Working of OR Gate Using Diode
Till now we have talked about the basics of logic gates and their use in Electronics. For details, please read our article on Logic Gates. Here, we will learn about one of the three major Gates i.e. OR gate.
In mathematical terms, OR gate works on addition operation and may have two or more inputs but it produces only one output. An OR gate produces an output of logic 0 or LOW only when all the input values are at logic 0 or at LOW state. Other than this, it always produces an output of logic 1. The operational symbol of OR gate is ‘+’ and the expression for OR gate is Z (output) = x+y+ … (Inputs).
OR gate can be realized by Diode Resistance Logic (DRL) or by Transistor-Transistor Logic (TTL). Presently, we will learn how to implement the OR gate using DRL (Diode Resistance Logic). To realise OR gate, we will use a diode at every input of the OR gate. The anode part of diode is connected with input while the cathode part is joined together and a resistor, connected with the cathode is grounded. In our case, we have taken two inputs which can be seen in the circuit above.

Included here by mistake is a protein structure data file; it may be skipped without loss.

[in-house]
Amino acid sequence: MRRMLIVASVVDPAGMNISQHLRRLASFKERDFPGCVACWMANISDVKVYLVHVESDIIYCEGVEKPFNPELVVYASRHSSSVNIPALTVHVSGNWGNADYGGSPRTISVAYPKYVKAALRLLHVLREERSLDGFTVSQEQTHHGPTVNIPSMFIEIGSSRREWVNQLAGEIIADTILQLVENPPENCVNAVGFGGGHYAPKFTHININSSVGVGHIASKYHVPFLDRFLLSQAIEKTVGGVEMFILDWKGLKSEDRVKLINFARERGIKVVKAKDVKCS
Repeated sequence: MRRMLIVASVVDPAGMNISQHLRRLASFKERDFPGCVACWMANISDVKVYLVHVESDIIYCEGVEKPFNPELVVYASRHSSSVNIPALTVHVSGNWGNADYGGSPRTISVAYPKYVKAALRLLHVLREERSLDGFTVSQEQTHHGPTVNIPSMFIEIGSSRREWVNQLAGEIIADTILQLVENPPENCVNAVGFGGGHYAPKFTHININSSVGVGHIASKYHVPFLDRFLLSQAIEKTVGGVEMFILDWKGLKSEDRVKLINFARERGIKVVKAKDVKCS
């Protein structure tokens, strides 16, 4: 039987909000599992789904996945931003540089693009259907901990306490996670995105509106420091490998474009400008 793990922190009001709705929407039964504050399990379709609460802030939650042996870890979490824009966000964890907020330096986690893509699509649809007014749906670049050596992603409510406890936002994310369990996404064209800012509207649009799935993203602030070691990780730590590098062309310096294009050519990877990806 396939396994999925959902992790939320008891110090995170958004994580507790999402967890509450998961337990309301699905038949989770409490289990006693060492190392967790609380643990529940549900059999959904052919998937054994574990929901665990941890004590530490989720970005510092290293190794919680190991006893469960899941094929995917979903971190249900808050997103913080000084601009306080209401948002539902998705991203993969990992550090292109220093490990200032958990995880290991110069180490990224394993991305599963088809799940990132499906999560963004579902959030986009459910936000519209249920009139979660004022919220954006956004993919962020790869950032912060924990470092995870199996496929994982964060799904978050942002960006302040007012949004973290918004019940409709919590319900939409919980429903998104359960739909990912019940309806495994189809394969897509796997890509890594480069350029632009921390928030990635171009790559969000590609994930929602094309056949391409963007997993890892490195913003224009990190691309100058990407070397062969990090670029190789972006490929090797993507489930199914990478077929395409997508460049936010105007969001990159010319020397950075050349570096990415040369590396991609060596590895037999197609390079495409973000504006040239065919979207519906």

When both the inputs are at LOW or logic 0 or 0V state then the diodes D1 and D2 become reverse biased. Since the anode terminal of diode is at lower voltage level than the cathode terminal so diode will act as open circuit so there is no voltage across resistor and hence output voltage is same as ground. When either of the diodes is at logic 1 or HIGH state then the diode corresponding to that input is forward bias. Since this time anode is at high voltage than cathode therefore current will flow through forward biased diode and this current then appears on resistor causing high voltage at output terminal also. Hence at output we get HIGH or logic 1 or +5V. So, if any or both inputs are HIGH, the output will be HIGH or “1”. The Truth table for OR gate can be seen below:
The realisation of the above circuit on Breadboardm, here we have explained as to how the voltage level is controlled and current is flowing using Multimeter.